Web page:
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It had been a while since Jose Valadez could commandeer a television without complaint.
Valadez, 50, had been homeless since the place he was sharing with a friend in Marion burned last year, he said.
On Monday, he was one of about 30 individuals who moved from a temporary shelter at Harrah’s Cherokee Center in downtown Asheville — managed by the nonprofit Homeward Bound of Western North Carolina — to a Red Roof Inn on the city’s west side.
[The latest: North Carolina coronavirus daily updates]
“Man, I feel like a king now,” Valadez said Tuesday after taking stock of his new room, which came with a flat-screen television, microwave, refrigerator, a clean, firm bed and a shower.
The Asheville City Council, meeting virtually Tuesday, unanimously approved contracts for amended services with Homeward Bound and the Red Roof Inn on Crowell Road.
Under the agreement, the city will rent 60 rooms at $44.99 per night, including tax, which will be reimbursable through the Federal Emergency Management Agency. An additional agreement will extend around-the-clock security to the motel.
The city had previously approved the use of the civic center for up to 50 people, but that population had dropped to about 30 after the organization was able to find permanent housing for some clients and others chose to leave, Homeward Bound Executive Director Meredith Switzer told Carolina Public Press.
The city’s move of members of its homeless population from downtown to a busy commercial highway interchange on its western side, nearly 6 miles away, did not go unnoticed Tuesday. In public comments submitted by phone before Tuesday’s council vote on the relocation to the Red Roof Inn, some callers questioned the city’s actions and arrangements for security.
Mayor Esther Manheimer said security is typically present at regular shelters and is being provided at the motel. City Manager Debra Campbell said staff studied what other jurisdictions, including Charlotte and Greensboro, had done. Assistant City Manager Cathy Ball said transportation will be provided to those who need it.
The city’s arrangement with the civic center was winding down, and a new placement was needed. City officials worked at a “fast pace” to find a location but could not force hotels to work with them, Ball said.
“As to the location, it is not ideal,” Ball said.
The civic center space provided an innovative stopgap but lacked privacy. Beds were placed several feet apart along a concourse area, Switzer said.
The Centers for Disease Control and Prevention has recommended that noncongregate spaces be identified to house unsheltered people because they may be at higher risk of COVID-19, the disease caused by the new coronavirus.
“They were residing in a congregate shelter area, which at the time was a great fit and met their needs and kept them safe,” Switzer said. “But this is, you know, one step better than that, because now they have privacy, they have their own bathroom facilities. We had a client yesterday who said the first thing she wanted to do is take a bath; you know, she just wanted to kind of decompress.”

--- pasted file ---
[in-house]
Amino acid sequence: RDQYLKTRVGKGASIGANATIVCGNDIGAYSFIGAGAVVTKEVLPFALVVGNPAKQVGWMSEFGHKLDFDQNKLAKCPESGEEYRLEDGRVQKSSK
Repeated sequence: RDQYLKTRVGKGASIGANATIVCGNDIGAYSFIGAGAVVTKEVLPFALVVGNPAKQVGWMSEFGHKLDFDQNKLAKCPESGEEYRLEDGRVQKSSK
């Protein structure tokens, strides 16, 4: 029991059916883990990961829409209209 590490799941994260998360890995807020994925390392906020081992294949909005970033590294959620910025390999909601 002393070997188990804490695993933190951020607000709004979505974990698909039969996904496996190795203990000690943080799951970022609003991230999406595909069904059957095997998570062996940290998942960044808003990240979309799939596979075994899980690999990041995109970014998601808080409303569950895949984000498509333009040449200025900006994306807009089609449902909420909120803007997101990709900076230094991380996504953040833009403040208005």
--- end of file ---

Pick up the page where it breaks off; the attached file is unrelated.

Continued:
Like other specially arranged shelters for homeless residents in North Carolina, the provision of housing in Asheville is coming in part through federal funding.
North Carolina received approval from FEMA in early April to provide as many as 16,500 housing units, including dorms and hotels, for those at-risk for COVID-19 and who lacked stable housing.
That funding has subsequently been extended to June 6, according to a letter from FEMA to Michael Sprayberry, the N.C. emergency management director, posted on the N.C. Department of Health and Human Services website. That letter, dated May 7, also said about 600 people had been housed in noncongregate shelters.
Kelly Haight Connor, a spokesperson for DHHS, said that under the FEMA waiver, 50 shelter sites had been set up by counties, local jurisdictions and nonprofits covering 66 counties as of Friday.
Switzer estimated that as many as 150 people are chronically without shelter in the Asheville area and said she was not aware of any COVID-19 cases among them. Those staying at the Red Roof Inn are signing agreements to limit travel to essential needs only and to practice social distancing, Switzer said.
Homeward Bound is expected to fill the remaining rooms Wednesday and Thursday, Switzer said. The Dale Fell Community Health Center will provide health care, including telemedicine and clinics, if necessary.
Those staying at the motel will have access to case management through Homeward Bound staff on-site, outdoor space, linens, internet and a contracted laundry service, Switzer said. Meals are being coordinated through 12 Baskets, a local nonprofit food relief agency.
Valadez said he arrived at the civic center in early April after hearing about it on a bus. Since arriving, he said he has been able to get on medicine to treat his bipolar disorder as well as receive other services.
“It’s a breath of fresh air,” he said.